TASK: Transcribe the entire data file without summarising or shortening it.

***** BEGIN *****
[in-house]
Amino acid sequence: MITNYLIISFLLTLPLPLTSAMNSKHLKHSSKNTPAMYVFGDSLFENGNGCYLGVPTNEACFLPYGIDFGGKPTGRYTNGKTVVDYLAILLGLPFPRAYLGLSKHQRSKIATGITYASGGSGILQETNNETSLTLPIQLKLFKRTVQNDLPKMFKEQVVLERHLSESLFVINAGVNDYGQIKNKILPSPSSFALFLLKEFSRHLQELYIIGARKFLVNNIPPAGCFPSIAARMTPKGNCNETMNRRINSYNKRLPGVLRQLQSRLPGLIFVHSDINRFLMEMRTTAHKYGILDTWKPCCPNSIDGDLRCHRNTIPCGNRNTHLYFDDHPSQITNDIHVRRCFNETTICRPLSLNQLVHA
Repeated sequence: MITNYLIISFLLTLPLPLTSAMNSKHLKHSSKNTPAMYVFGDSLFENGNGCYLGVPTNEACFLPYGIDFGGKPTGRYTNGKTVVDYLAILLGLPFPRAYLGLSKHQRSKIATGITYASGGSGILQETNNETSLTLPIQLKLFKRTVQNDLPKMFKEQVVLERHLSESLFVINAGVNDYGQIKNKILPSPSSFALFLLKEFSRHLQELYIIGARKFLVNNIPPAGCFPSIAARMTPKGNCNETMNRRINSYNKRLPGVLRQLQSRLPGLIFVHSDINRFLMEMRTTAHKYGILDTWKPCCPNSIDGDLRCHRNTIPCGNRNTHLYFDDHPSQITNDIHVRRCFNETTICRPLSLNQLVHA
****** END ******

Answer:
[in-house]
Amino acid sequence: MITNYLIISFLLTLPLPLTSAMNSKHLKHSSKNTPAMYVFGDSLFENGNGCYLGVPTNEACFLPYGIDFGGKPTGRYTNGKTVVDYLAILLGLPFPRAYLGLSKHQRSKIATGITYASGGSGILQETNNETSLTLPIQLKLFKRTVQNDLPKMFKEQVVLERHLSESLFVINAGVNDYGQIKNKILPSPSSFALFLLKEFSRHLQELYIIGARKFLVNNIPPAGCFPSIAARMTPKGNCNETMNRRINSYNKRLPGVLRQLQSRLPGLIFVHSDINRFLMEMRTTAHKYGILDTWKPCCPNSIDGDLRCHRNTIPCGNRNTHLYFDDHPSQITNDIHVRRCFNETTICRPLSLNQLVHA
Repeated sequence: MITNYLIISFLLTLPLPLTSAMNSKHLKHSSKNTPAMYVFGDSLFENGNGCYLGVPTNEACFLPYGIDFGGKPTGRYTNGKTVVDYLAILLGLPFPRAYLGLSKHQRSKIATGITYASGGSGILQETNNETSLTLPIQLKLFKRTVQNDLPKMFKEQVVLERHLSESLFVINAGVNDYGQIKNKILPSPSSFALFLLKEFSRHLQELYIIGARKFLVNNIPPAGCFPSIAARMTPKGNCNETMNRRINSYNKRLPGVLRQLQSRLPGLIFVHSDINRFLMEMRTTAHKYGILDTWKPCCPNSIDGDLRCHRNTIPCGNRNTHLYFDDHPSQITNDIHVRRCFNETTICRPLSLNQLVHA